holding hands in support of lgbtq mental health

Are you struggling with internal and external conflicts around living authentically and being yourself?

Is your sexual/gender expression creating relational strains with your family, friends, or colleagues?

Are you wondering how to best support a loved one in the LGBTQIA+ community?

You are not alone. Sunstone Counseling provides compassionate and supportive mental health counseling for individuals in the LGBTQIA+ community and their allies.

Guiding You on Your Journey to a Fully Expressed Life

Sunstone offers LGBTQIA+-affirming counseling, providing a safe and validating space for you to express yourself without judgment.

Therapy under an LGBTQIA+-affirming lens focuses on the intersection of sexual/gender identity and mental well-being to determine whether your behaviors and who you are as a person align with who you want to be.

Our team of LGBTQIA+-affirming therapists – whether they belong to or are strong allies of the community – are committed to helping you explore your identity and orientation, live authentically, and express yourself fully to the world around you. 

Get the support you deserve and contact us to find the right counselor to guide you or your loved one on a journey to living a fully expressed life.

Our experienced team provides support for the LGBTQIA+ community in areas such as:

  • Exploring sexuality and/or gender
  • Gender identity and expression
  • Interpersonal/relationship dynamics
  • Trauma (harassment, physical/sexual abuse)
  • Anxiety and depression
  • Suicidal ideation and self-harm
  • The coming out process
  • Gender dysphoria
  • Sex and intimacy
  • Transitioning
  • Same-sex parenting
  • Parenting of LGBTQIA+ youth

Mental Health and Suicide Risk Among LGBTQIA+ Youth

Despite growing cultural acceptance of diverse sexual orientations and gender identifications, marginalization of the LGBTQIA+ community persists. Building and maintaining an authentic sense of self in the face of social pressures can lead to heightened levels of depression, anxiety, and other mental health challenges, particularly among impressionable youth.

According to The Trevor Project’s 2022 National Survey on LGBTQIA+ Youth Mental Health, nearly half of LGBTQIA+ youth seriously considered suicide in the previous year. Anxiety and depression were also common, with 73 percent of LGBTQIA+ youth experiencing symptoms of anxiety and 58 percent experiencing symptoms of depression.

If you or a loved one is experiencing anxiety, depression, or thoughts of suicide, please reach out to us for support. Our team includes counselors specialized in working with LQBTQIA+ youth of all ages: ages 7-10 | ages 11-13 | ages 14-17.

young, distressed person looking at a phone

If you or someone you know is having thoughts of suicide, immediate help is available. 
Call or text 988 or chat 988lifeline.org to reach the 988 Suicide & Crisis Lifeline.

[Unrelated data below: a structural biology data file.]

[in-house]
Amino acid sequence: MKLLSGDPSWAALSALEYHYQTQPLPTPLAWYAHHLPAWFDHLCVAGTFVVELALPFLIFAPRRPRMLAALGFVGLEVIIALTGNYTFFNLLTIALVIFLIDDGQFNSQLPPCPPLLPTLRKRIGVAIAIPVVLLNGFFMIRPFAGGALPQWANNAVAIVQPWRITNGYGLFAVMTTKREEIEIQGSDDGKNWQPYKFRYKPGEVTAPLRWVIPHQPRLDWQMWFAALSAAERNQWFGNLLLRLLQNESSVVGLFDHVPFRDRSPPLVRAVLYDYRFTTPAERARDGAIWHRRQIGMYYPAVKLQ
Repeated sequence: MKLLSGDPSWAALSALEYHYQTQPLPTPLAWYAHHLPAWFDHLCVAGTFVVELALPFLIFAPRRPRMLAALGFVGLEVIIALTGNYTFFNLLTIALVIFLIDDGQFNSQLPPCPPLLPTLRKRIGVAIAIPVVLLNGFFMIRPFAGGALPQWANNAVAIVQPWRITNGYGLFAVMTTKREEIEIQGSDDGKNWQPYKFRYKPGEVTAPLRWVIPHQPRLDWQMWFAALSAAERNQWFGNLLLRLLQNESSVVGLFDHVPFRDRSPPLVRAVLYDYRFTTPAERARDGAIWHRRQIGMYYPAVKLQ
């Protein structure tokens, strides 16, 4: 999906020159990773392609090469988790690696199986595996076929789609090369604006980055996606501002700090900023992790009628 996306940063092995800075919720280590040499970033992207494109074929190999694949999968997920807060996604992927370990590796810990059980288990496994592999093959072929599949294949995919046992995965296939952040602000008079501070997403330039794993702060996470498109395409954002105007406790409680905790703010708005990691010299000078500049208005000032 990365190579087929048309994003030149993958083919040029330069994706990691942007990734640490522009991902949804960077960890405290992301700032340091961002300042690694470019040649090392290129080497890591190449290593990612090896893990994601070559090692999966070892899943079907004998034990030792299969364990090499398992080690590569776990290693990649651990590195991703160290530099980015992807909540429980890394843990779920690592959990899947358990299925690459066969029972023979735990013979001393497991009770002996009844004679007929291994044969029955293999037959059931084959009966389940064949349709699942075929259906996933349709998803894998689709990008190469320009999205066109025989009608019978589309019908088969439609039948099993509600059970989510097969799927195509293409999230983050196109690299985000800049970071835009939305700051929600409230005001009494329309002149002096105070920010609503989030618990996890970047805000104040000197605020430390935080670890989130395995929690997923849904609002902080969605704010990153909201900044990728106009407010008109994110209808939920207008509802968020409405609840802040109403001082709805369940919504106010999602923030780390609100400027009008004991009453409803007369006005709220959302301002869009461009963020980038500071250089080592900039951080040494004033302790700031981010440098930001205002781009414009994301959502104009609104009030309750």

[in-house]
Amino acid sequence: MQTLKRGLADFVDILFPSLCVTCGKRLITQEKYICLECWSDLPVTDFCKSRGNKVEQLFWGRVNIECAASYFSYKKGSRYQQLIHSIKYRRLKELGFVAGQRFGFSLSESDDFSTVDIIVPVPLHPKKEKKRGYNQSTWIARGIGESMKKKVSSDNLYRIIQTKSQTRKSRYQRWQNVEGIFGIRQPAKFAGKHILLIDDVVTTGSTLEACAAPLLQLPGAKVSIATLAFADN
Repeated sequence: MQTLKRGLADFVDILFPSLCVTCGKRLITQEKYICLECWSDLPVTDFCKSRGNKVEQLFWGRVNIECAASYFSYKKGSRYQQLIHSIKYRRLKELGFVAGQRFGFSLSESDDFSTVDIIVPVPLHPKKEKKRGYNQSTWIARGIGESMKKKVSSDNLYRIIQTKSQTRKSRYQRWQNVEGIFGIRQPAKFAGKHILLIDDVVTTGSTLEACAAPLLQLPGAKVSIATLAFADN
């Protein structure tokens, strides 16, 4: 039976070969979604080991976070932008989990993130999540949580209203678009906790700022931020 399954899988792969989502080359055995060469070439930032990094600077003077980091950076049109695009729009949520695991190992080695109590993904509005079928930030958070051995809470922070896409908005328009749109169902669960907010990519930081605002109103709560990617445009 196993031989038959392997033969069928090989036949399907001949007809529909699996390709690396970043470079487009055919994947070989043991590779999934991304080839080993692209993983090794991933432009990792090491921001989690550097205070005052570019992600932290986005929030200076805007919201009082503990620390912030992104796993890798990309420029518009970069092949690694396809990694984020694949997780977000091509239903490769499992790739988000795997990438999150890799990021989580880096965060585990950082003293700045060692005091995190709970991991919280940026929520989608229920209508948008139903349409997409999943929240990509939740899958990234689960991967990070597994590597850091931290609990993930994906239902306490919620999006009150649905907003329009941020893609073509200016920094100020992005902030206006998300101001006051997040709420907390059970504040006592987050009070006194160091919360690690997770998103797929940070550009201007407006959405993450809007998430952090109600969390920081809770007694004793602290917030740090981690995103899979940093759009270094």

Shining a Light on LGBTQIA+ Mental Health

June is Pride month, an opportunity to acknowledge and celebrate the lives and contributions of the lesbian, gay, bisexual, transgender, queer/questioning, intersex, and asexual (LGBTQIA+) community. While the dancing and colorful festivities are a wonderful way to celebrate, it’s also an opportunity to shine a light on the unique challenges members of this community face, particularly when it comes to their mental health and well-being.

Supporting Your Transgender or Nonbinary Child

For parents or caregivers of a transgender or nonbinary child, it can be a confusing and overwhelming journey. But loving and accepting children for who they are plays a vital role in affirming their identity. After all, transgender and nonbinary children should feel they are in a safe environment where they can flourish as their authentic self. They are entitled to be respected, supported, and loved, especially at home. 

How to Support Yourself When Coming Out

Living an authentic and fully expressed life is one of the best ways to feel happy, healthy, and fulfilled. If you are contemplating coming out to the people in your life, know that you’re making a courageous and healthy choice for yourself. But coming out can be intimidating and downright terrifying for some. How will people react? Will your friends and family accept you? Will you face consequences at work or your place of worship? It’s perfectly normal to have these fears and worries, but there are tangible steps you can take to make your landing softer.

Using Your Pronouns Helps Create a Safe Space for Others

“Hi, my name is Jami and I use she/her/hers pronouns.” Not going to lie — it was incredibly awkward the first time I said this out loud. Honestly, as a cisgender (a person whose sense of personal identity and gender correspond with their birth sex) female, it felt unnecessary for me to state my pronouns. But, you know what? Stating my pronouns isn’t about my awkward feelings; it is about creating a safer and more comfortable space for everyone in the room. Basically, it helps normalize introductions that include pronouns.